By Anthony Gonzalez
November 1, 2013
According to Opal Key Smith, 1911 was a good year, but she doesn’t want to be reminded of it.
A relative of Opal’s keen on his history said Eugene B. Ely landed on the deck of the USS Pennsylvania stationed in San Francisco harbor, marking the first time an aircraft landed on a ship. The United States and Canada announced the successful negotiation of their first reciprocal trade agreement.
Opal was told that Ronald Reagan, 40th president of the United States, was born.
“You expect me to remember that?” said Opal, smiling as she looked over a birthday cake made in her honor.
The celebration was held at Hugh Chatham Nursing Center in Elkin.
“I can’t believe how special she looks and how sharp she is,” said a jubilee Lestine Hutchens, mayor of Elkin, who was on hand for the presentation of a town proclamation declaring Oct. 30 as Opal Key Smith Day.
Opal Key Smith was born in Surry County on Oct. 30, 1911. She spent her younger years assisting her family. Her parents were John Martin and Elisa Hodges Key. Smith cared for eight siblings while working on the family farm.
Opal eventually transitioned from farm work to the medical field. She was a notable face in the operating room at Hugh Chatham Memorial Hospital until retirement.
“I used to work with her. I was her supervisor and she was my aide,” said Lois Gentry. “We worked from 1958 through 1970 in the old hospital. Times have changed over the years. However, she is just as beautiful and has so much grace. You can trust her with anything. It was a pleasure working with her.”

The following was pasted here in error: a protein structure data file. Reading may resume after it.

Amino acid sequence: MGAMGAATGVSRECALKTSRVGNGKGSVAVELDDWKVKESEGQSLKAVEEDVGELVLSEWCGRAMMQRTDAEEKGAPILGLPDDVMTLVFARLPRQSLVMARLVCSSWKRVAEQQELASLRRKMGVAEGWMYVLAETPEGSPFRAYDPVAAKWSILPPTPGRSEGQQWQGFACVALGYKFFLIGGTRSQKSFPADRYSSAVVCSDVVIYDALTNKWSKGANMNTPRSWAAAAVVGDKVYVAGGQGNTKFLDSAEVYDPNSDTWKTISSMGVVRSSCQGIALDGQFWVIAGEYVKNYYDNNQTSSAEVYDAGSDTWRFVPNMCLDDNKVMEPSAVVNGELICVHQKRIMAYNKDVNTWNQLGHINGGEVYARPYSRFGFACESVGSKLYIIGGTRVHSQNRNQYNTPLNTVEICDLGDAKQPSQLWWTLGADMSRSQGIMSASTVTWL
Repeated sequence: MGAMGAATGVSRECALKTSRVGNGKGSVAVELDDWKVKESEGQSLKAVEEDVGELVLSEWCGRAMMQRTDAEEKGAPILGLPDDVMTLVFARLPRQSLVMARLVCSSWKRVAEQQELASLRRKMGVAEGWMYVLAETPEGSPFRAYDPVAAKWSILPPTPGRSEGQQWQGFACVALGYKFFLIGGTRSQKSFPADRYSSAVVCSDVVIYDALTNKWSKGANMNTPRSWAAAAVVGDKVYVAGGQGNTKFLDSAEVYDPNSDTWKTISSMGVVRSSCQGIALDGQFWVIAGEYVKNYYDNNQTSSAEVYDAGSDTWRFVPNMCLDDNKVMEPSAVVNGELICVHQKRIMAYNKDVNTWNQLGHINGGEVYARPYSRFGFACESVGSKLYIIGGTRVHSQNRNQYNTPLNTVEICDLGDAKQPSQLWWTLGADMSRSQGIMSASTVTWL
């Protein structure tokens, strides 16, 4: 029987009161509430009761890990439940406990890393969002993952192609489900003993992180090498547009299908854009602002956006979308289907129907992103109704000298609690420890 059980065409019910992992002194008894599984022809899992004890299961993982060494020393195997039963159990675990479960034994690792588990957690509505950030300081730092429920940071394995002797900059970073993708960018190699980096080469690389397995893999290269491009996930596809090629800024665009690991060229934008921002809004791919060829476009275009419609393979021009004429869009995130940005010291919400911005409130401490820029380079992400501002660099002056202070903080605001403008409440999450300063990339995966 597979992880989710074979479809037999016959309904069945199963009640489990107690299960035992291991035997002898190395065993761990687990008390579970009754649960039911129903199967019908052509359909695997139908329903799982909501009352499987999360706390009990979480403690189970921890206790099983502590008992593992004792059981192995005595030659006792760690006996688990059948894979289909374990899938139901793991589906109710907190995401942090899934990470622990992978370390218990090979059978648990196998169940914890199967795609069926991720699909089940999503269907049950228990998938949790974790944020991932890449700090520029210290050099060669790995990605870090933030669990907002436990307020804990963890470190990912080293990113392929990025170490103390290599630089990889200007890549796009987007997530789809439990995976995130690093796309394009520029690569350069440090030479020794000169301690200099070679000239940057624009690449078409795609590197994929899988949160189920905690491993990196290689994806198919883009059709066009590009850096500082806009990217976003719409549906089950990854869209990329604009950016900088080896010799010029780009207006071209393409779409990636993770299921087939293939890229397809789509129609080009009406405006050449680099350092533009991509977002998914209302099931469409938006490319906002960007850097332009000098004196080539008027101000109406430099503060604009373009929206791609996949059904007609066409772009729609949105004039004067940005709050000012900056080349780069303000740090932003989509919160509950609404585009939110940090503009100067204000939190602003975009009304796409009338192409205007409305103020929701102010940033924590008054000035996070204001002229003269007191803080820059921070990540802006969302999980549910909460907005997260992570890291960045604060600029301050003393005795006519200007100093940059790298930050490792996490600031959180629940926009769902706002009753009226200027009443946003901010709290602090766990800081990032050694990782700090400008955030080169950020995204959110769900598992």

Opal was married to the late Charles Ray Smith. When Charles passed, Opal continued on very independently, according to family.
“She’s got spunk. She would drive herself everywhere,” said Buddy Key of State Road, her nephew.
Other relatives chimed in saying that Opal has a special touching effect about her, a caring and sensitive approach that always made family come together.
In a proclamation in her honor, the town of Elkin wrote, “During her long and productive lifetime, Opal earned the respect and affection of people from all walks of life and all ages because of her knowledge, experience, wisdom and community spirit, and demonstrated in countless ways her dedication to the welfare of others and her faith in God.”
“There are not enough words that can catch up to how much Opal means to Elkin,” said Hutchens. “She’s just a piece of history…she nursed until she was 70 years old.”
During the celebration, Opal received a surprise visit by Hugh Chatham Memorial Hospital CEO Paul Hammes.
The hospital top official thanked Opal for all of her service to the hospital. Squatting beside Opal and sharing a conversation, Hammes erupted into laughter.
“She just told me that I can have some cake, but not her,” said Hammes.
Spectators witnessing the moment laughed at what Hammes revealed, but the family was not surprised.
“That’s my aunt for you,” said Key.
Reach Anthony Gonzalez at 835-1513 or at firstname.lastname@example.org.